3. Yan's Inspector of Yuzhou, Sun Xing, requested to attack Luoyang. He said, "Jin’s commander at Luoyang, Chen You, has only just over a thousand soldiers. That is not enough for him to defend all of his outlying cities!" This was agreed upon, and the General Who Calms The South Lü Hu was sent to camp at Heyin.


4. In the second month, on the day Xinwei, Jin's Interior Minister of Wu, Yu Xi, was appointed as 北中郎將 and Inspector of Xuzhou and Yanzhou, and he was stationed at Xiapi. The General of Dragon Cavalry, Yuan Zhen, was appointed as General of the Gentlemen of the Household of the West, to assist in command over Yuzhou, Sizhou, Bingzhou, and Jizhou, and he was appointed as Inspector of Yuzhou, and stationed at Runan. Both of them were given staffs of authority. Yu Xi was the son of Yu Bing.


Since both Yu Xi and Yuan Zhen were given staffs of authority, their ranks must have had the same position. I doubt that Yu Xi also held the position of 監護, and the text avoids it.

Yu Bing had run the Jin government during part of the Xiankang era under Emperor Cheng and Emperor Kang (339-344).


5. On the day Bingzi, Emperor Ai honored his mother, Consort Zhou, as Empress Consort Dowager, and she was treated as any other Empress Dowager.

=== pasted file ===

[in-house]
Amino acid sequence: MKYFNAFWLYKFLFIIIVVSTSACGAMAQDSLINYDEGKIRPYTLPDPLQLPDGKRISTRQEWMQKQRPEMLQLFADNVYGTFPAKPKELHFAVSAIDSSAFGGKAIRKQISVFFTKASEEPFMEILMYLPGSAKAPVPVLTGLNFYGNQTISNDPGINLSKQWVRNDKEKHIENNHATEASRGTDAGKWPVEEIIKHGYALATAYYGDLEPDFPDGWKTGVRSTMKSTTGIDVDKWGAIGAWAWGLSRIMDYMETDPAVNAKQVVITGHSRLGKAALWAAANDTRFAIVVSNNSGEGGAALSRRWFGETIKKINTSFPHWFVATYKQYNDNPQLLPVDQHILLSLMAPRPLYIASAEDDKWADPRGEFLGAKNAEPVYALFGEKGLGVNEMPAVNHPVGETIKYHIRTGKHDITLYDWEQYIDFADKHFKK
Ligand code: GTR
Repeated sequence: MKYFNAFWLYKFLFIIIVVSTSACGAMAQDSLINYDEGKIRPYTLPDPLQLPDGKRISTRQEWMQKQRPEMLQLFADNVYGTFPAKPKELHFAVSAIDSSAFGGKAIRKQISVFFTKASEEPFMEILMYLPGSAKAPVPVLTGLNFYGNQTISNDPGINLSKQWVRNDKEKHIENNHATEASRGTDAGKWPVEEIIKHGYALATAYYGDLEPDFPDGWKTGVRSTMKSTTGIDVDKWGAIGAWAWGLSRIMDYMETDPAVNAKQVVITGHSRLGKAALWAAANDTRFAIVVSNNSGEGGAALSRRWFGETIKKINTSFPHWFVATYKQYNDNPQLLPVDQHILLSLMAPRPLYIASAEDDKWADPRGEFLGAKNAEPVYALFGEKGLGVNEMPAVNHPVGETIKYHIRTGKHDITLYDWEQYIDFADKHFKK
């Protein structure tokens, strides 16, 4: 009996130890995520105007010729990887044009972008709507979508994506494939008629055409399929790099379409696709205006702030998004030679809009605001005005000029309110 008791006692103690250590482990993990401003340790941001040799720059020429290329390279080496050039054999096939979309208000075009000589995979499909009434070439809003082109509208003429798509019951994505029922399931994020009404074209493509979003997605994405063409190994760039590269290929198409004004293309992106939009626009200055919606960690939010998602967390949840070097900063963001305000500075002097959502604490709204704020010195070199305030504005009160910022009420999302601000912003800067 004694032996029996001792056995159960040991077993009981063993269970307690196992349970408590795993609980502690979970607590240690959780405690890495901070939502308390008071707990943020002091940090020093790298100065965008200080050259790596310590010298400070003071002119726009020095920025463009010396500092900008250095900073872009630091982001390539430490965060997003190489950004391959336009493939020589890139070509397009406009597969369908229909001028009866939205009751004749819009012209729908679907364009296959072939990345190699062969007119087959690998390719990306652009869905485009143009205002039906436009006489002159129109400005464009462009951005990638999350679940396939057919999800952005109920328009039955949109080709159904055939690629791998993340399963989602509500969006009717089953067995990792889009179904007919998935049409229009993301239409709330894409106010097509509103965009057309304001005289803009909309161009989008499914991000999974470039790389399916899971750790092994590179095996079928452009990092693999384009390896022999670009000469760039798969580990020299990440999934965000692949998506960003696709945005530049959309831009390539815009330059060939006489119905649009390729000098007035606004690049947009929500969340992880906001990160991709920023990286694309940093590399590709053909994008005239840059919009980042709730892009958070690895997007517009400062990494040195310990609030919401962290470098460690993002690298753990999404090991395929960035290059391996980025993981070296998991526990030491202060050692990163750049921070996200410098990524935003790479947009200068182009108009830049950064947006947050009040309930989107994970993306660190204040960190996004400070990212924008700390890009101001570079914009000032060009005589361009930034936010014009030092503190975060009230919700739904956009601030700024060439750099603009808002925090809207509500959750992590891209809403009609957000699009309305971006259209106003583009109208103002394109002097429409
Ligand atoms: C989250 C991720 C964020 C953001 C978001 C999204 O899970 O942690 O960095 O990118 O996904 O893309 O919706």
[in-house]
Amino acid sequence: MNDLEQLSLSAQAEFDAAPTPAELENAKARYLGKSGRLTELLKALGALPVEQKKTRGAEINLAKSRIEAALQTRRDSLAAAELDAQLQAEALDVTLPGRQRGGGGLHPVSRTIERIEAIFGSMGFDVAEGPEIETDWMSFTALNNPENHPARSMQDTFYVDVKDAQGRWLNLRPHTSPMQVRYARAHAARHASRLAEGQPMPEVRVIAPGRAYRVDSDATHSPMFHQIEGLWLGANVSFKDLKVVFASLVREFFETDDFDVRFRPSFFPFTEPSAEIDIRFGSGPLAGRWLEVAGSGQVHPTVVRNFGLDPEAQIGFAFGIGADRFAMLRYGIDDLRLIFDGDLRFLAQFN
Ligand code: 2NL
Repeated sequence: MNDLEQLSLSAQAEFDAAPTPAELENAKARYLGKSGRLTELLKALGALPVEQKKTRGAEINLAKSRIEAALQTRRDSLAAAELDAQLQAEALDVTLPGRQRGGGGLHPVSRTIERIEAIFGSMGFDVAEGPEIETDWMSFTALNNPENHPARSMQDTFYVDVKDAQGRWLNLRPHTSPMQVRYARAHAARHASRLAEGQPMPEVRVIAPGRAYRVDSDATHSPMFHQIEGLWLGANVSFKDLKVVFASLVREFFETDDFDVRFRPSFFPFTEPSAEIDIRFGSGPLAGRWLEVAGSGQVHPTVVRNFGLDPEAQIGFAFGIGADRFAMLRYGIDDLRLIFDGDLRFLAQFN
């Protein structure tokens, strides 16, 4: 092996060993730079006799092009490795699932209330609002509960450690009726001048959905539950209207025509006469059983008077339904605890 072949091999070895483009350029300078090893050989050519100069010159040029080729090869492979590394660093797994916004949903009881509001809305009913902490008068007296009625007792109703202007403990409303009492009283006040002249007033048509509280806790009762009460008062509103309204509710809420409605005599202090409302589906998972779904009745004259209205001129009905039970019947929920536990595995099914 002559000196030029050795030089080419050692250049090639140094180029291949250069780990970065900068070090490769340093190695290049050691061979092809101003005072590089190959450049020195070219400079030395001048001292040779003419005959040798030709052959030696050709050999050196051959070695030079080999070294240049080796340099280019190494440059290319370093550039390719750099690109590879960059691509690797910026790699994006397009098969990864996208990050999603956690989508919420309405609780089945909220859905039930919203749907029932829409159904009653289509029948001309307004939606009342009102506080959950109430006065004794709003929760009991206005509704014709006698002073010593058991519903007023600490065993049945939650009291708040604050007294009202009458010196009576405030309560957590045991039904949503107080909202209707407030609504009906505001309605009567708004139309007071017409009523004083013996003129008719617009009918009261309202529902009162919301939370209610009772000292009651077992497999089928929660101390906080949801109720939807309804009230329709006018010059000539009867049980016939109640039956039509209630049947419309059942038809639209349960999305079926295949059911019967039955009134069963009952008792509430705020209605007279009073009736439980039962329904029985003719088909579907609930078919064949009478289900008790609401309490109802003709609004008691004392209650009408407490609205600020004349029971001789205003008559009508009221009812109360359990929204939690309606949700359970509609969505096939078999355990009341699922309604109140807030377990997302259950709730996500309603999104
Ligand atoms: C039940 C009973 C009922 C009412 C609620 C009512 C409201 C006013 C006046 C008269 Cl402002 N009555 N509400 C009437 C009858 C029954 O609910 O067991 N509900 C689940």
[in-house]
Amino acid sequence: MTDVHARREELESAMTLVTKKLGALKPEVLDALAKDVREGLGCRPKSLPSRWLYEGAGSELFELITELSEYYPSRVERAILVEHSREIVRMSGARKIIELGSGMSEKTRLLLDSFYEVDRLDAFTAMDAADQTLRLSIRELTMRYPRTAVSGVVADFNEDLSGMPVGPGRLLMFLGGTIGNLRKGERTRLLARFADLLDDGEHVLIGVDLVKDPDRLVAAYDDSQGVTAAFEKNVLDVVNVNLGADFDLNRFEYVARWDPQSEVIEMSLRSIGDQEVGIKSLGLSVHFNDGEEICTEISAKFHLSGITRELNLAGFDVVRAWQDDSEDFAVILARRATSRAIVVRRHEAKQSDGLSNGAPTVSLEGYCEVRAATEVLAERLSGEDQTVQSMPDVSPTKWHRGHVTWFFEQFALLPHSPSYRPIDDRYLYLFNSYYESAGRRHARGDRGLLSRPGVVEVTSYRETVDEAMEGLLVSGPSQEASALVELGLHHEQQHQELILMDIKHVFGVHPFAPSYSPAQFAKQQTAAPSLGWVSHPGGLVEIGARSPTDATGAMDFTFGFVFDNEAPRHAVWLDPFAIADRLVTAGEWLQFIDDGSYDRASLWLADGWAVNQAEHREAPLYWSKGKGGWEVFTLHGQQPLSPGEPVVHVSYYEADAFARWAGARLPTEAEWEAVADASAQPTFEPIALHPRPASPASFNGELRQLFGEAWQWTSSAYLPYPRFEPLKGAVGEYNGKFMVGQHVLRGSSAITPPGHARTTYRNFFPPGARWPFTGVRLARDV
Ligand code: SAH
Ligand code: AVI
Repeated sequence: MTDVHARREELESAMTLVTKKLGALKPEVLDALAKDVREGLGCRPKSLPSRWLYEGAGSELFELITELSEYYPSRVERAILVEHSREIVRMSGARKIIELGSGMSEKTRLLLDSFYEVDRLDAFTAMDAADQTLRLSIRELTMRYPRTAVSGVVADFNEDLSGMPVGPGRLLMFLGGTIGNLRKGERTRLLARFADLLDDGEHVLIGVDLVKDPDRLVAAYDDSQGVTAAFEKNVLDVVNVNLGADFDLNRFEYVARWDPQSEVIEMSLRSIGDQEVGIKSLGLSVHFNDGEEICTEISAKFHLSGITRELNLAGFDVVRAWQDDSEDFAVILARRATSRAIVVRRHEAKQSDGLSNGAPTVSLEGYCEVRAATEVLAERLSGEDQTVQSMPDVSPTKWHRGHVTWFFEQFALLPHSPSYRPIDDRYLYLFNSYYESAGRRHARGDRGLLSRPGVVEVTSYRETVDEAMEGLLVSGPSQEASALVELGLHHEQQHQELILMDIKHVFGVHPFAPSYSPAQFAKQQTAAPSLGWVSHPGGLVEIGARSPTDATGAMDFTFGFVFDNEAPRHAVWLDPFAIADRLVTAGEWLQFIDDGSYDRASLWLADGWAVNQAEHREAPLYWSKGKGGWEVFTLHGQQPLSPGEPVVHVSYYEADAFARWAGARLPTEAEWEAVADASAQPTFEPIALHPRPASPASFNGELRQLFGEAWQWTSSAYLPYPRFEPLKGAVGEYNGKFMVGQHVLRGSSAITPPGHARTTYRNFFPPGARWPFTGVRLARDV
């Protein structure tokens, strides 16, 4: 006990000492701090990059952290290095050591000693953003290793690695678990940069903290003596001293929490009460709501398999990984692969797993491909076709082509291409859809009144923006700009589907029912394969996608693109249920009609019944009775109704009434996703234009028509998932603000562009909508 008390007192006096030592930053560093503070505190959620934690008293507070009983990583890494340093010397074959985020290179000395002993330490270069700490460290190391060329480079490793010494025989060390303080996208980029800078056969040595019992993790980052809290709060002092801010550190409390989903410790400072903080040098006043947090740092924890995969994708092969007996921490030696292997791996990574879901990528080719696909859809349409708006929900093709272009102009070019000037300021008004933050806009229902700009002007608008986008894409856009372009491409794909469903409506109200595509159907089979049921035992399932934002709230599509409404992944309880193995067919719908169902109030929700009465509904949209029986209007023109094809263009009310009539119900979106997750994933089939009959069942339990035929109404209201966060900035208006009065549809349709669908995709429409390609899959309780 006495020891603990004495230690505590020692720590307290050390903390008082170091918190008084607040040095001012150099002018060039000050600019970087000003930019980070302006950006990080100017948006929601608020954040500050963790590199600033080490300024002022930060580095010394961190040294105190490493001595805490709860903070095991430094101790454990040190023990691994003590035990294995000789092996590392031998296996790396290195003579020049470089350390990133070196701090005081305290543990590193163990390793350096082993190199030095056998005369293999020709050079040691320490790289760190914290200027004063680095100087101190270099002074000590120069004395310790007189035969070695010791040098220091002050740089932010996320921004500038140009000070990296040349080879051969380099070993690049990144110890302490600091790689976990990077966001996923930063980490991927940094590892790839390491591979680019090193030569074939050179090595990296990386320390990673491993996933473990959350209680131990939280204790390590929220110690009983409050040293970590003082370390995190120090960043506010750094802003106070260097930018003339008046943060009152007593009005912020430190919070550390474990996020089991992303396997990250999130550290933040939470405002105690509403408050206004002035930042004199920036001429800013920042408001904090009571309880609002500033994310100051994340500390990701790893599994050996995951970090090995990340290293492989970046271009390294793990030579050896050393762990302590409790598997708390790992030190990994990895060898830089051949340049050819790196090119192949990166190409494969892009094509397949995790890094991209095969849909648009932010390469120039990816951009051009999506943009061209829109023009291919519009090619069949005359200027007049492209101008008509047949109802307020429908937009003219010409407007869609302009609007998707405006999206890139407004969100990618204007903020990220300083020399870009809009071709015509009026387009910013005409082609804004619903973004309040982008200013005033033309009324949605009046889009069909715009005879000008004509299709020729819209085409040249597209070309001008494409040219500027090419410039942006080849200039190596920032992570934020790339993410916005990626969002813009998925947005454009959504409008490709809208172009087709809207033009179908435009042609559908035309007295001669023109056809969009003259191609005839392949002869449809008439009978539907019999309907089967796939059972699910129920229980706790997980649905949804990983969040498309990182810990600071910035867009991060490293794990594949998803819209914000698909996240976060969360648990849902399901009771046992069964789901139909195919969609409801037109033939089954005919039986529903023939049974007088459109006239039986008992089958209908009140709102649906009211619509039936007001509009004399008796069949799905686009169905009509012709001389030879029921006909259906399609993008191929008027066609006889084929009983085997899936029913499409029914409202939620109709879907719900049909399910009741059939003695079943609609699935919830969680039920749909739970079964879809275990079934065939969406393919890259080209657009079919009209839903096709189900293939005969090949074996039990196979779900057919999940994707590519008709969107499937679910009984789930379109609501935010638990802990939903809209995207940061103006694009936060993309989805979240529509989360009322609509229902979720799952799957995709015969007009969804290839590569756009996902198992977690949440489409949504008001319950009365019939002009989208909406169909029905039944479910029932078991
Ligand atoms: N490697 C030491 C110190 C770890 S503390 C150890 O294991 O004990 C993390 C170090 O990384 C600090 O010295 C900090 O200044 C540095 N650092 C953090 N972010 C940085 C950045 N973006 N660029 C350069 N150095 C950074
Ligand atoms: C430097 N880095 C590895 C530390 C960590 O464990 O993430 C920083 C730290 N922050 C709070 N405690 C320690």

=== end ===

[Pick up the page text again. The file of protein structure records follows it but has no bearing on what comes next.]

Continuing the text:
6. Lü Hu attacked Luoyang. In the third month, on the day Yiyou, Jin's Administrator of Henan, Dai Shi, fled to Wan, and Chen You asked for emergency reinforcements. In the fifth month, on the day Dingsi, Huan Wen sent Yu Xi and the Administrator of Jingling, Deng Xia, to led three thousand soldiers by boat to help Chen You defend Luoyang. Deng Xie was the son of Deng Yue.


Huan Wen had left Dai Shi and his men at Luoyang in the twelfth year of Yonghe (Book 100, 356.16).

宛 is pronounced "wan (w-an)".

Deng Yue was a commander under the rebel general Wang Dun. After Wang Dun's defeat, he was sent to govern the far southern provinces of Jiaozhou and Guangzhou.


7. Huan Wen again requested that the Jin capital be returned to Luoyang. Ever since the Disaster of Yongjia, many people had fled over the Yangzi; the whole north was overrun, and so people fled south of the Yellow River. The court feared Huan Wen, and did not dare to agree with him. The north was seen as desolate, and the people felt afraid. However, although the court knew they could not agree with Huan Wen’s request, they also did not dare to criticize Huan either.